FAIRWAY, Kan. — Metro infectious disease specialists aren’t discouraging patients from receiving the AstraZeneca vaccine.
On Tuesday, a leading oversight committee expressed concerns about that vaccine. The AstraZeneca vaccine has been linked to cases of blood clots. The Data and Safety Monitoring Board believes the pharmaceutical giant was using old data while praising the vaccine’s efficacy on Monday. That board intends to take a deeper dive into the vaccine’s efficacy.
News of the monitoring board’s scrutiny surprised J.J. Barrera, a Kansas City resident who’s been part of a clinical trial since December. Barrera said he sees a doctor every 30 days, and other than a brief incident that looked like clotting, he said he’s been fine.
“They said there’s really nothing to worry about, especially because with this specific trial, not everyone got the vaccine. I guess like with most vaccine trials, there’s a placebo, so some people may not have gotten it,” Barrera said.
Clotting was a topic of concern during Tuesday’s media briefing with the University of Kansas Health System’s infectious disease team. Those physicians, who convene for reporters every weekday morning, said it’s typical for the Data and Safety Monitoring Board to be so precise.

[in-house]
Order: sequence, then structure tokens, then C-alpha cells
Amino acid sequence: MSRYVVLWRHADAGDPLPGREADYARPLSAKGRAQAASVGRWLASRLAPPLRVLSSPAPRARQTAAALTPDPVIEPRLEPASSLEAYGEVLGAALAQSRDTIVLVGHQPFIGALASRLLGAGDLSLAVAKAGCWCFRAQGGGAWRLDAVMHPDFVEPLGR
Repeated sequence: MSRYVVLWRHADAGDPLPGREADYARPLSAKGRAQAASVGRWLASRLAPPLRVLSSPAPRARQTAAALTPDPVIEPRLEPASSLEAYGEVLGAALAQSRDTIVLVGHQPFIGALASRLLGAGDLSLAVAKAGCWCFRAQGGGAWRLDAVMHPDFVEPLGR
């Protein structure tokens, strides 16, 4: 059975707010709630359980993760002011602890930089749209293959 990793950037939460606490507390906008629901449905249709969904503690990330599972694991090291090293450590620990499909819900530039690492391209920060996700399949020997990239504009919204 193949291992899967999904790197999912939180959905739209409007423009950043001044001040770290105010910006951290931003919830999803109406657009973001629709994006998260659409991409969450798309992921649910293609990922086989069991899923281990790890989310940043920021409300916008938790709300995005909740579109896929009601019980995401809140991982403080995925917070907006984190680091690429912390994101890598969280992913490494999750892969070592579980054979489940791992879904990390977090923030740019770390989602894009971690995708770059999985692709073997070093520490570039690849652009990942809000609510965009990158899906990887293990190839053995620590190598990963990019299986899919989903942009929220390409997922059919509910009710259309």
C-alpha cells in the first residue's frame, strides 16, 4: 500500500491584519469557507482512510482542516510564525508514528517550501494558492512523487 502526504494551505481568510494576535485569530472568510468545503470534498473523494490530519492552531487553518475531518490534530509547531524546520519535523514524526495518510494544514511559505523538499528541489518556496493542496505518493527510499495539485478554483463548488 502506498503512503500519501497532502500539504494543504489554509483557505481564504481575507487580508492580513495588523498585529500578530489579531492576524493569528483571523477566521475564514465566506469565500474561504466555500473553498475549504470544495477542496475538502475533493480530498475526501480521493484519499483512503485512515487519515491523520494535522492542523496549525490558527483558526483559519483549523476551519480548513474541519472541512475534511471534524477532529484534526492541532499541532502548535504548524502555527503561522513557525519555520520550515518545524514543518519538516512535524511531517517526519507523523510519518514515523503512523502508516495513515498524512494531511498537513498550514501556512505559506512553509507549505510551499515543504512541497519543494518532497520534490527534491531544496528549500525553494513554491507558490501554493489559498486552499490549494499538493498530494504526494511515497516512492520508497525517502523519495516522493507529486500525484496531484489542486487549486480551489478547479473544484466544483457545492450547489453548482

Jacqueline Johnson, another Kansas City metro resident, said she wanted to take the risk on the AstraZeneca vaccine in hopes of spending more time with her family, which includes six grandchildren.
“I just think if you are a person that wants to be safe, and want to protect others, you’ll take that chance. I wanted to take that chance for myself, first, and my loved ones,” Johnson said.
On Tuesday, NPR reported that a team of European scientists believes it’s solved that issue with clotting. If they’re accurate, that could show doctors how to treat patients who need this vaccine.